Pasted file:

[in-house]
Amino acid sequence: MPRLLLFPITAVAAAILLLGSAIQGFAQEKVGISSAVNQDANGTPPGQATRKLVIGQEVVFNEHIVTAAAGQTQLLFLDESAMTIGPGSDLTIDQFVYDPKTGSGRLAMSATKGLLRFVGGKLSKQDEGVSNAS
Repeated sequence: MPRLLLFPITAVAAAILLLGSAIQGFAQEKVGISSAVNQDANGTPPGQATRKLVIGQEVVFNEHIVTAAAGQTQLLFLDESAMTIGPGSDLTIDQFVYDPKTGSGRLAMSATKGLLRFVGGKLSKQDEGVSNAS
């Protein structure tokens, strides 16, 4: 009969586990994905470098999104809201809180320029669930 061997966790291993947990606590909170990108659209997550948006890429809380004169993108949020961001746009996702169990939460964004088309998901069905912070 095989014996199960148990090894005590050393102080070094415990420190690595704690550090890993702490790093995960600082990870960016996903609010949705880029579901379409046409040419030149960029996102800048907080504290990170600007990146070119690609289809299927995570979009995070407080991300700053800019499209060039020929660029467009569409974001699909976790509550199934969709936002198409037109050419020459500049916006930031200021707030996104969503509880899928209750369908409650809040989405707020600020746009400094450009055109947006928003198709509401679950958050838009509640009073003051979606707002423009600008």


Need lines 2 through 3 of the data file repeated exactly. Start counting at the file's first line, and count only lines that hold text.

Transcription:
Amino acid sequence: MPRLLLFPITAVAAAILLLGSAIQGFAQEKVGISSAVNQDANGTPPGQATRKLVIGQEVVFNEHIVTAAAGQTQLLFLDESAMTIGPGSDLTIDQFVYDPKTGSGRLAMSATKGLLRFVGGKLSKQDEGVSNAS
Repeated sequence: MPRLLLFPITAVAAAILLLGSAIQGFAQEKVGISSAVNQDANGTPPGQATRKLVIGQEVVFNEHIVTAAAGQTQLLFLDESAMTIGPGSDLTIDQFVYDPKTGSGRLAMSATKGLLRFVGGKLSKQDEGVSNAS